Reducing pH of well water

Discussion in 'Water Softener Forum, Questions and Answers' started by beets, May 15, 2019.

  1. beets

    beets New Member

    Joined:
    Apr 8, 2019
    Location:
    Manitoba
    We like to garden. Unfortunately we have alkaline soil and alkaline well water. So we get "chlorosis" of the leaves where they turn yellow and have dark green veins. Many plants don't do well. I've thought about trying to amend the soil, but if I'm watering with alkaline water, then I'm not going to gain much for long. That brings me to my question. Does anyone intentionally treat their well water to lower the pH? If so, how do they do it? This well water is also our drinking water. My water analysis is below.

    pH = 8.6
    Conductivity = 651 uS/cm
    Na = 148.6 mg/L
    K = 0.34 mg/L
    Ca = 2.88 mg/L
    Mg = 0.49 mg/L
    Total Hardness (CaCO3) = 9.2 mg/L
    Fe = 0 mg/L
    Total Alkalinity (CaCO3) = 273.8 mg/L
    Carbonate = 302.7 mg/L
    Hydroxide = 0 mg/L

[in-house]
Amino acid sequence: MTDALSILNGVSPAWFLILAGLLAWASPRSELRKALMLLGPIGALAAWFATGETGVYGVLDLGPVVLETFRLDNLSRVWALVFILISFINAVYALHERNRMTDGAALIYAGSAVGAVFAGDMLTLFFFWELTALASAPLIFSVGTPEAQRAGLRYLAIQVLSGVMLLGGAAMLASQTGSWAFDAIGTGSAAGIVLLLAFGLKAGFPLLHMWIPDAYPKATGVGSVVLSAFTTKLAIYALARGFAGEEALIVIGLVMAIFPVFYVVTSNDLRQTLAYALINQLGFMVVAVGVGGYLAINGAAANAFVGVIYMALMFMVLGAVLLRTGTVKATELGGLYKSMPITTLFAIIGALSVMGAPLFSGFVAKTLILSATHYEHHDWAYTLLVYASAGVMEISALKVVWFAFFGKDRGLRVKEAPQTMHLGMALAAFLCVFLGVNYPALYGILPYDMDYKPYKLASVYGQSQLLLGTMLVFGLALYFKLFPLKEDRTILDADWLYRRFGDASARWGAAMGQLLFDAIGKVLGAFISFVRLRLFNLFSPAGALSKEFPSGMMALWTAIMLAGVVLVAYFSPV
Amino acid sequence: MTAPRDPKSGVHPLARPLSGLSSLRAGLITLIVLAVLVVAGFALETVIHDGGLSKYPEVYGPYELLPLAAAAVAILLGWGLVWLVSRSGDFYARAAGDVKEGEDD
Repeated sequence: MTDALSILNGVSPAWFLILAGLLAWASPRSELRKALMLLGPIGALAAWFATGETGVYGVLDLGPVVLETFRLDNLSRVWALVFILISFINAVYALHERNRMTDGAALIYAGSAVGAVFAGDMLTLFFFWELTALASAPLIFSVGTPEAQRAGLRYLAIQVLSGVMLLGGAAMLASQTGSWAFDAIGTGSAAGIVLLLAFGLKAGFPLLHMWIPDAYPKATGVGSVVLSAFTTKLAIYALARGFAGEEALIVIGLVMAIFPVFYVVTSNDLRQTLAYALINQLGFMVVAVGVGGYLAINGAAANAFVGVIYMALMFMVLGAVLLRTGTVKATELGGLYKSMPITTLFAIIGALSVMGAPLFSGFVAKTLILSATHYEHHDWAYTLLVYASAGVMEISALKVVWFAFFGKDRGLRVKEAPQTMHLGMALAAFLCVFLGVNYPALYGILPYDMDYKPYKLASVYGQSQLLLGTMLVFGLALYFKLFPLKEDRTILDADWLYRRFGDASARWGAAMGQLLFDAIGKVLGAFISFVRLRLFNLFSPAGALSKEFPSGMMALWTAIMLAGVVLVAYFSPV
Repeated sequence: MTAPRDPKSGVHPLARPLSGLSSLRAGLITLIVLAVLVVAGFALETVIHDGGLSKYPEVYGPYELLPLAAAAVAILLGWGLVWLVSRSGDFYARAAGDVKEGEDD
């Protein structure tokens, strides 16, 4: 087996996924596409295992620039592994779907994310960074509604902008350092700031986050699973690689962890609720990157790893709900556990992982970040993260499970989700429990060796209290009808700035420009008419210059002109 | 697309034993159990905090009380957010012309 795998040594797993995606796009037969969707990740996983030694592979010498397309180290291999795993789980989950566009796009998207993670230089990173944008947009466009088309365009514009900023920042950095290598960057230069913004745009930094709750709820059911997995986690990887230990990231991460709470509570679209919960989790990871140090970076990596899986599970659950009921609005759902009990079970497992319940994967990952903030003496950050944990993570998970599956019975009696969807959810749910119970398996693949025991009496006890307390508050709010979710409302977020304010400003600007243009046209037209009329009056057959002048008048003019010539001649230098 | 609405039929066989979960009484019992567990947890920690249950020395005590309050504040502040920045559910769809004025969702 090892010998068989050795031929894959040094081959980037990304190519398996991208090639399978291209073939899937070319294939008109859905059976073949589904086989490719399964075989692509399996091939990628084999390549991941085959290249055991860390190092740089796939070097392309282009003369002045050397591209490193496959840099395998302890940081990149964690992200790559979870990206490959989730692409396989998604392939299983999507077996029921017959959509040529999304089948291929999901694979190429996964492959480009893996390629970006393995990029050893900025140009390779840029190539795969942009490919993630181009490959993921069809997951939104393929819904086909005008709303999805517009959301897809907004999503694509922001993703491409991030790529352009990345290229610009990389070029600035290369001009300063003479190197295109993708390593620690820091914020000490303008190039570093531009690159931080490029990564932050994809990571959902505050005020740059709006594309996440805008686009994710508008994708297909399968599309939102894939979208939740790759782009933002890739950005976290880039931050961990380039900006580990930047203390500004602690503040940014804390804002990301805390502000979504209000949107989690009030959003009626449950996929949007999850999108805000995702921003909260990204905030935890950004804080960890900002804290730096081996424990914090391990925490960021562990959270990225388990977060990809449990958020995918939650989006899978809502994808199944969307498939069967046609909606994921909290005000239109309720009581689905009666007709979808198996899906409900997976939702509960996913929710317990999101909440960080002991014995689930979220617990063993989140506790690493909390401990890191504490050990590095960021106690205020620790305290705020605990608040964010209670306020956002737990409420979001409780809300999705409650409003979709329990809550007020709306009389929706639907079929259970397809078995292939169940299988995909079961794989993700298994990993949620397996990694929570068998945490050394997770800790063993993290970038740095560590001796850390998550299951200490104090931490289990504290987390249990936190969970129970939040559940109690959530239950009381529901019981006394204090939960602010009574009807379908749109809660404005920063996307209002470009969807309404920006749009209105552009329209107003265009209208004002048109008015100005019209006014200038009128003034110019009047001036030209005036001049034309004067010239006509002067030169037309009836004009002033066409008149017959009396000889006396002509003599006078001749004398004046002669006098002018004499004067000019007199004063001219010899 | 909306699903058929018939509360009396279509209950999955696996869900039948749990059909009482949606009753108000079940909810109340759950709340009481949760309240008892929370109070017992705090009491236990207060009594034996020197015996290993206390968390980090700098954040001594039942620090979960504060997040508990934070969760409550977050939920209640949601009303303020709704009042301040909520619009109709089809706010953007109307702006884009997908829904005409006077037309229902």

Chloride = 3.2 mg/L
    Flouride = 6.5 mg/L
    Nitrite = 0 mg/L
    Nitrate = 0 mg/L
    Sulfate = 44 mg/L
    TDS = 370.29 mg/L
     
  2. ditttohead

    ditttohead Water systems designer, R&D

    Joined:
    Jan 9, 2012
    Occupation:
    Water systems designer, R&D, Technical Director
    Location:
    Ontario California
    A dealkalizer used to be a common treatment method. Since your pH is minimally high, a simple acid injection system might be a good solution.
     
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  4. beets

    beets New Member

    Joined:
    Apr 8, 2019
    Location:
    Manitoba
    Thank you. Are you able to describe what the pros and cons are of an acid system? What type of acid? Is it "food grade". Thank you.
     
  5. ditttohead

    ditttohead Water systems designer, R&D

    Joined:
    Jan 9, 2012
    Occupation:
    Water systems designer, R&D, Technical Director
    Location:
    Ontario California
    I prefer starting with citric acid injection. Since it is food grade it is usually considered by the homeowners to be "safe" when compared to other common acids used for injection. Acetic acid (vinegar) is a bit weak for many applications, and hydrochloric and sulfuric acids are considered "unsafe" for most non trained people to work with.
     
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